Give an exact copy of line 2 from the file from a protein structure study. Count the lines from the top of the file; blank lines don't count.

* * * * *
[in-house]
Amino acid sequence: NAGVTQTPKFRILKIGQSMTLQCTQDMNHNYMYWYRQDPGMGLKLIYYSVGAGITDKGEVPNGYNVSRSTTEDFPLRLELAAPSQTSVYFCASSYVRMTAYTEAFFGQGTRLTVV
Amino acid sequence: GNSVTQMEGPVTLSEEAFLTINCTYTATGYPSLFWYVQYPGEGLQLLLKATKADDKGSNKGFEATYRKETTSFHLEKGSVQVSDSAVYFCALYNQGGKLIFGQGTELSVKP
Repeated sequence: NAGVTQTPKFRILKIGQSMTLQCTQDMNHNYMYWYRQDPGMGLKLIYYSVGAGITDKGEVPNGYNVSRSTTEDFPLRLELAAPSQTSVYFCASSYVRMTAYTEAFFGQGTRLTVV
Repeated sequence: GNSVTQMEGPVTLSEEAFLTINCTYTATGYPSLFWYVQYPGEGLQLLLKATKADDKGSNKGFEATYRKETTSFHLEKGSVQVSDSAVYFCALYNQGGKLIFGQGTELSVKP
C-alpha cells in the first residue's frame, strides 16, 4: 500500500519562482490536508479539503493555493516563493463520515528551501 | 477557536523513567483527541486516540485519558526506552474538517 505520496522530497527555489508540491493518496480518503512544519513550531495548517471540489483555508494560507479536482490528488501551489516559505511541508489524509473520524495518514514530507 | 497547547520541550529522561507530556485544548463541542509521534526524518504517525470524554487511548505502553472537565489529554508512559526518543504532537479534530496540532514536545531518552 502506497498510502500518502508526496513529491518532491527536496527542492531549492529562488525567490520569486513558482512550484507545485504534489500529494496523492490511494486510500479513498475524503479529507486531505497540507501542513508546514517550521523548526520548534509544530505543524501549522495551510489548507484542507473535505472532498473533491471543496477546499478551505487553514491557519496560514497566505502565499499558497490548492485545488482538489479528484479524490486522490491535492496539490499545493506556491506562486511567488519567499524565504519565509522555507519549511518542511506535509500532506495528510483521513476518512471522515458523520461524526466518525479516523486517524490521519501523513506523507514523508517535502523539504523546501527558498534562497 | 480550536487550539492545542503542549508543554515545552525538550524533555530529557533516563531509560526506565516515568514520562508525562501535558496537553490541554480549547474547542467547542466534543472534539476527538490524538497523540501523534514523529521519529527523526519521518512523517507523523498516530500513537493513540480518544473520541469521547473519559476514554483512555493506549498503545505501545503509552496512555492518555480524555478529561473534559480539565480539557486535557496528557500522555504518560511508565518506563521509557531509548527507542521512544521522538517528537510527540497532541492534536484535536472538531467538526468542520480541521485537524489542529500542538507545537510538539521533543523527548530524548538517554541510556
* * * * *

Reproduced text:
Amino acid sequence: NAGVTQTPKFRILKIGQSMTLQCTQDMNHNYMYWYRQDPGMGLKLIYYSVGAGITDKGEVPNGYNVSRSTTEDFPLRLELAAPSQTSVYFCASSYVRMTAYTEAFFGQGTRLTVV